Growing Mullard and Emily’s reaction to death

By April 15, 2019 General Studies

Growing up it was always said that death is supposed to be a celebration of ones life. But, we find ourselves mourning their lost rather than celebrating their life, and remembering all the good memories shared. In Kate Chopin story “Story of an hour” she gave us a detailed description of how Mrs. Mullard reacted to the news of her husband death. Likewise, in William Faulkner story “A rose for Emily” another detailed description was given of Emily’s reaction to her father and her husband death. Death is not something that people take lightly. So, in this essay we are going to firstly discuss death itself, then compare Mrs. Mullard and Emily’s reaction to death and, lastly I’m going to share my own reaction to death.

Death is defined as “The action or fact of dying or being killed; the end of the life of a person or organism.” Most people, have failed to recognize the full significance of the impact of death on others life. It is to painful to face our personal mortality directly without protecting ourselves, therefore, some form of defense formation against the painful realization of death and dying becomes essential. But, when someone you know dies, it can turn your life upside down. Although death is one thing we all will face one day it’s still not something that is easy to accept. Dealing with death, particularly the death of someone you love, is one of the most emotional and stressful experience you can go through. Everyone reacts differently to death, and it’s normal if you feel like you’re riding on a roller coaster of different emotions. But, when all that wears off, you’re likely to start grieving. There are five ways persons can grieve, they are: Nomads (denial, anger, confusion), Memorialists, Normalizers, Activists, and Seekers. Grief is a continuing process of mourning through which one learns to live with loss.

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Denial is one of the most common reaction to death. Often after learning of the death of a loved one, especially a sudden death, survivors experience a feeling of shock, numbness and disbelief that their loved one is gone. To be confronted by the death of a loved one is so horrible and devastating that many individuals are unable to comprehend the overwhelming news. Therefore, in order to process the shock, many survivors will immediately disbelieve that a loved one has died. Denial was displayed in William Faulkner story “A rose for Emily.” Emily attempted to exert power over death by denying the fact of death itself. Her bizarre relationship to dead bodies of the men she has loved (necrophilia) is revealed. First, when her father dies. Unable to admit that he has died, Emily clings to the only, yet extreme form of love she knew. She gave up his body reluctantly. Then, when her husband homer dies, Emily refuses to acknowledge it once again. Although this time, she herself was responsible for bringing about the death. In killing Homer, she was able to keep him near her. However, Homers lifelessness rendered him permanently distant. Emily’s disturbing ways shows that denial is used as a coping mechanism for death.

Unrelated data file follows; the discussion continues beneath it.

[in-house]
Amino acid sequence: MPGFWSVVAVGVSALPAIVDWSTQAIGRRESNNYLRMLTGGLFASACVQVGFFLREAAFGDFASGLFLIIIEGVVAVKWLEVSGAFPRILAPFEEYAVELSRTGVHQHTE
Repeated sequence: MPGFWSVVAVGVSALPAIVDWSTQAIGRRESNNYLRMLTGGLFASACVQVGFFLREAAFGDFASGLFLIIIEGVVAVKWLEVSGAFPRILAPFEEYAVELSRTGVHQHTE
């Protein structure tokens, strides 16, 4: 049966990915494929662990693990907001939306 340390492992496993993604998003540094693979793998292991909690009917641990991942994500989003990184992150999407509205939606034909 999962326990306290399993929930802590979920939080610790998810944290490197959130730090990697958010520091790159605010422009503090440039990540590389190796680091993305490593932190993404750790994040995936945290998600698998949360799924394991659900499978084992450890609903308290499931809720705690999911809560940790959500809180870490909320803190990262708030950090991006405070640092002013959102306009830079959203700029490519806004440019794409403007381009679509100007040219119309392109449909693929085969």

Meanwhile, while Emily is still in denial, Josphine is over at Louise house breaking the news about her husband death in “Story of an hour.” A railroad accident had occurred and Louise husband on the train at the time of this fatal tragic accident. After hearing this news, she reacted with obvious grief. According to the story “She wept at once, with sudden, wild abandonment, in her sister arms.” Although her reaction is perhaps more violent than other women’s it was a normal one. Alone, however, Louise Mullard begins to realize that she is now an independent woman. A realization that enlivens and excites her. Even though these are her private thoughts, she at first tries to squelch the joy she feels. When she finally does acknowledge this joy, she feels possessed by it and must abandon herself to it as the word “Free” escapes her lips. Lousie’s life offers no refuge for this kind of joy, and the rest of society will never understand why she celebrated her husband death rather than grieve. Extreme circumstances have given Louise a taste of this forbidden joy, and her thoughts are, in turn, extreme. She sees her life as being absolutely hers and her new independence as the core of her being. Unfortunately, Louise new independence was quickly yanked away from her by the return of her dead husband. The forbidden joy disappeared as quickly as it came, but the taste of it was enough to kill her. According to the story “She died of heart disease, of joy that kills.”

Losing a loved one is like having the rug swept from under you. We make plans for the day, and do not think twice about how those plans can be taken away in the blink of an eye. I never thought much about it myself, until I was faced with the shock, and undeniable truth of my classmate death. I felt as if I was paralyzed, I felt that if I moved it would be real. I just had this blank look on my face. I had no reaction at first and I wanted to deny it, all of it. I kept saying to myself, no it is a lie, they made a mistake. To my complete horror I was wrong. I was standing outside of the clinic along with my other classmates and teachers watching him through the window, laying lifeless on the bed. Hearing “He’s gone” pierced my heart like daggers of ice. Next thing I know, I was standing there sobbing like theirs no tomorrow. Seeing him lifeless on that hospital bed shattered my heart like broken glass. The tragedy never goes away. You just learn how to cope with it and keep moving on.

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